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Life & Work with Lauren Seserko

Today we’d like to introduce you to Lauren Seserko.

Alright, so thank you so much for sharing your story and insight with our readers. To kick things off, can you tell us a bit about how you got started?
I was an athlete growing up playing soccer and basketball but never was one to really work out otherwise. When I went to college, I quickly put on the dreaded freshman 15 with thanks to a lack of sports and a lot of free pizza. I first started running around the summer of 2011 in an attempt to lose a few pounds and get in shape. I clearly remember that feeling of barely even being able to run a mile on the treadmill that day which was a wake-up call. Then and there, I decided to sign up for a local 5K that fall as a way to push myself to keep running and like many others, I fell in love with it.

I ran the Philly Rock and Roll Half Marathon in September 2012, a little less than a year after my first 5K and ran my second half marathon the next month. Since then, I’ve been bitten by the bug and run numerous races. In October 2013, I returned to the Baltimore Running Festival to take on the full marathon-and survived! I finally achieved my dreams and ran Boston Qualifying times at the 2015 and 2016 Chicago Marathons. I achieved another bucket list goal of running my first Boston Marathon in 2018 (yup, it was quite rainy!). I started blogging and sharing my journey after my first half marathon, which has been a fun experience and led me to meeting lots of different people, travelling to different events and races, and partnering with many awesome local and international brands. In the middle of all of this, I started volunteering and then coaching at my local running store and completed my RRCA coaching certification. I also became certified in teaching Yoga Sculpt classes at CorePower Yoga and completed my 200-hour yoga teacher training. In the midst of this, I made the transition from chemist to going back to graduate school to complete my Masters in Occupational Therapy and now work as an occupational therapist at a local rehabilitation and orthopedic hospital. It mixes my love of movement, knowledge of the body, interest in mental health, and holistic outlook on my life all into one career.

Would you say it’s been a smooth road, and if not what are some of the biggest challenges you’ve faced along the way?
I wish training for marathons and trying to balance everything else in life was a smooth road! Going back to graduate school made things tough because the coursework and hours were vigorous and during the two years of coursework, I was still training for marathons and working part-time at my old full-time job in a research laboratory. It was a lot of busy days and running on low energy.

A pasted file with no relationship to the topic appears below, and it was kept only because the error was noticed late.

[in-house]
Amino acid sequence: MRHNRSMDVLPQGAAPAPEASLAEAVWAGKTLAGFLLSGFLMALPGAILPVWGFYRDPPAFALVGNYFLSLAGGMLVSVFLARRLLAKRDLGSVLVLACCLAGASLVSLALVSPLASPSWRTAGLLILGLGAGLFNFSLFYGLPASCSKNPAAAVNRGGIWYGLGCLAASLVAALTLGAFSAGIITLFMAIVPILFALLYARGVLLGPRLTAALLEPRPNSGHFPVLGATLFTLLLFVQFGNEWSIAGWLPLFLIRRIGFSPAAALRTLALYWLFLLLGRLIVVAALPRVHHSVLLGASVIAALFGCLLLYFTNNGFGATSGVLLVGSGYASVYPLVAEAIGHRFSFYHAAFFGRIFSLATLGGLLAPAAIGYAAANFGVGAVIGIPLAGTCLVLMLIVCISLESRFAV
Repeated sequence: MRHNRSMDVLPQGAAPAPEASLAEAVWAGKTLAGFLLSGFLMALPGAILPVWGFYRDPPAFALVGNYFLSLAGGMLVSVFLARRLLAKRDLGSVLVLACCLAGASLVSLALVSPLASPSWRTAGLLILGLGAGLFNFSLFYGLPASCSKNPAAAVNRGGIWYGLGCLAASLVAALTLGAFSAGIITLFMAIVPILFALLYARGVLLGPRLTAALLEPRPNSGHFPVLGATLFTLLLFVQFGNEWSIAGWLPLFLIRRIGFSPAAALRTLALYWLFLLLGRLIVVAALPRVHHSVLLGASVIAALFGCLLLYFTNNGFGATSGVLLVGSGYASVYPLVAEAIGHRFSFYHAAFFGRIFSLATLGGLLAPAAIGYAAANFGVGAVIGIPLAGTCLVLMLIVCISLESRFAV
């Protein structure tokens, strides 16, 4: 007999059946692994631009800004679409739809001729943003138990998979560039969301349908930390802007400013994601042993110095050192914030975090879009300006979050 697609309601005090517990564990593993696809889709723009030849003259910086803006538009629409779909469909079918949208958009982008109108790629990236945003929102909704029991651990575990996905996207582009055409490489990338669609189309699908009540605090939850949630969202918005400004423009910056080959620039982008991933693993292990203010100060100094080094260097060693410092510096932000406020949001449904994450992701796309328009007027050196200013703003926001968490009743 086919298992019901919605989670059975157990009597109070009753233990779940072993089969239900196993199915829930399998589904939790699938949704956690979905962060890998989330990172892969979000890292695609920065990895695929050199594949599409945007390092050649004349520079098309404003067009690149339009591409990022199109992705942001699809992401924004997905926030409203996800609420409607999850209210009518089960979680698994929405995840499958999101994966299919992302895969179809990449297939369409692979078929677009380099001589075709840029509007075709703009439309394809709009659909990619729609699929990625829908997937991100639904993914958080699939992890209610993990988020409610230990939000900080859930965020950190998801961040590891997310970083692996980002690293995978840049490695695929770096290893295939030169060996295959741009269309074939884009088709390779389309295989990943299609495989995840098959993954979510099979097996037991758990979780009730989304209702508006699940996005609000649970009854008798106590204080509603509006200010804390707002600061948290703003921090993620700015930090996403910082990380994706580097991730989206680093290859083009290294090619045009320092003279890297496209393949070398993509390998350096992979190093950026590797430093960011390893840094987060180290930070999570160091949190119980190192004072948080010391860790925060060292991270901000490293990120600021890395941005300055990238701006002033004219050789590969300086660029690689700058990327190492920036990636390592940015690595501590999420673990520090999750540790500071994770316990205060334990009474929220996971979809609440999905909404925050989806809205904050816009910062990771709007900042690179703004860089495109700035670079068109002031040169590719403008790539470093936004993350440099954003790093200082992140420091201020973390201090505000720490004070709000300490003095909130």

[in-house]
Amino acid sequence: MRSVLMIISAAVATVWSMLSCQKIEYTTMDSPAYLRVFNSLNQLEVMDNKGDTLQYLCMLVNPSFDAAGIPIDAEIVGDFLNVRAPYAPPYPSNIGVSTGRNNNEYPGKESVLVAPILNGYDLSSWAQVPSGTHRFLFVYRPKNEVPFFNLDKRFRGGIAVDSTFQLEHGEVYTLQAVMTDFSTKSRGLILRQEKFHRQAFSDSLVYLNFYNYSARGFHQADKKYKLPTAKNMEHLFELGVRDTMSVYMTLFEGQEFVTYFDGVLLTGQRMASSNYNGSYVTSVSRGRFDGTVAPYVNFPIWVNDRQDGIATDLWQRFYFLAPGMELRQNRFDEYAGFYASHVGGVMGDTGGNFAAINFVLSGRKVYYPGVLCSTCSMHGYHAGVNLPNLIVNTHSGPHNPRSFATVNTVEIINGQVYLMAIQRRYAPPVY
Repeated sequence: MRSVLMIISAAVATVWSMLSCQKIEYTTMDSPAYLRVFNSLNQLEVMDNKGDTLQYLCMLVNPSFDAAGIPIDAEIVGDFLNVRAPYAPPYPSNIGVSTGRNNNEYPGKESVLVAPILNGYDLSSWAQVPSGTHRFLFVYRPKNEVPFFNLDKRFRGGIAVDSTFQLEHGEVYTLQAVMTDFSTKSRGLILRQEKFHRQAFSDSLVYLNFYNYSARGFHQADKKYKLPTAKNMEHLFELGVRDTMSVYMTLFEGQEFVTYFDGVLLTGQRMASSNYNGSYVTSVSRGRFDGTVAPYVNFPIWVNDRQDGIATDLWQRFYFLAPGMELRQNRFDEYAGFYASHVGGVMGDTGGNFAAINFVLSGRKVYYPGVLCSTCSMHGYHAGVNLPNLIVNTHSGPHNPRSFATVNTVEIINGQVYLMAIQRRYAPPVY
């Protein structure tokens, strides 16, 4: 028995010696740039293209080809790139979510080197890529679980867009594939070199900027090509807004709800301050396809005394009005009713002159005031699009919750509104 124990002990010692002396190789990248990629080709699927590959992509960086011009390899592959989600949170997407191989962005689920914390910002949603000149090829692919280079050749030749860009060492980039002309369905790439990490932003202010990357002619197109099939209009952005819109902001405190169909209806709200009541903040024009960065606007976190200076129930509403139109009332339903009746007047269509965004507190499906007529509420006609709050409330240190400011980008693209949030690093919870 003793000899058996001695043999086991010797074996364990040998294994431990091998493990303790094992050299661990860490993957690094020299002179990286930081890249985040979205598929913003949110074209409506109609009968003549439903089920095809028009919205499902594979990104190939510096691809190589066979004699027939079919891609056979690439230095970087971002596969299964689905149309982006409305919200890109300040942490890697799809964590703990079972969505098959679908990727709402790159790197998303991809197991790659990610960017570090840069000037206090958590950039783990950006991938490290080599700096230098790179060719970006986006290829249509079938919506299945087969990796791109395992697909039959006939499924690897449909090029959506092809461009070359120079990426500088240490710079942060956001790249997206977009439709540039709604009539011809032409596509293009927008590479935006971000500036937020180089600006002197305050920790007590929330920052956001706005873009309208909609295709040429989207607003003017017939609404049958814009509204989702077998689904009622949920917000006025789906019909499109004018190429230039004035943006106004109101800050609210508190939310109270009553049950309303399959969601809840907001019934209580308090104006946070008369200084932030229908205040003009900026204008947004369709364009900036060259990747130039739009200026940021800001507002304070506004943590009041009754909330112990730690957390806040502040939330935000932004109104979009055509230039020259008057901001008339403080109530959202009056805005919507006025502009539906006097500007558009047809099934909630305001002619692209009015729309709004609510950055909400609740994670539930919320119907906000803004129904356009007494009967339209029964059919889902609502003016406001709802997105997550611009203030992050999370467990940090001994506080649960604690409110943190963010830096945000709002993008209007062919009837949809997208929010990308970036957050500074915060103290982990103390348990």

After the two years of coursework, I had six months of full-time clinical rotations, which were extra stressful, followed by months after graduation of studying for my board exam and looking for jobs. Our body doesn’t distinguish between physical and mental stress-it’s all stress. There were definitely many points where the stress took a big toll on me. It just wasn’t possible to focus on studying, training for marathons, coaching and teaching yoga, and doing my other daily activities. The struggles financially with not being able to work during clinical and limited work when I was studying for exams as an adult with no other financial support were really tough too.

Thanks for sharing that. So, maybe next you can tell us a bit more about your work?
Aside from running and fitness/running coachwork, I work full-time as an occupational therapist in a rehabilitation and orthopedic hospital. I help patients after injuries, post-surgery, and dealing with acute medical conditions to help them get back to being as independent and safe as possible with their daily activities as well as managing their changes in their body and any possible restrictions they are currently dealing with. Working in healthcare throughout the past year and a half has been very stressful, and we haven’t talked enough about the burnout, emotional toll, trauma and stress it has taken on healthcare workers who still remain underpaid in an understaffed healthcare system.

I’m most proud of how flexible I have been in taking on different mixes of the patient population and rolling with the punches of what seemed like daily changes in healthcare and hospital policies. I still am a certified running coach trying to figure out my next steps as I am currently not coaching any groups. I also have expanded my blogging into other social media forms such as Instagram and love partnering with local brands, showcasing small businesses, sharing fun fitness and food products and focusing on self-care, movement, and mental health in daily life.

Are there any apps, books, podcasts, blogs or other resources you think our readers should check out?
I love listening to podcasts when I run or am doing chores around the house on the Spotify app-some of my favorites are Ali on the Run show, You’re Wrong About, and Armchair Expert. I also love the habit of meditation and use the Calm app on my phone. I find it really helps center me at the start of the end of the day. I also am a big fan of borrowing books from my local branch of the Enoch Pratt Free Library here in Baltimore-they have been amazing even with changes due to the pandemic.

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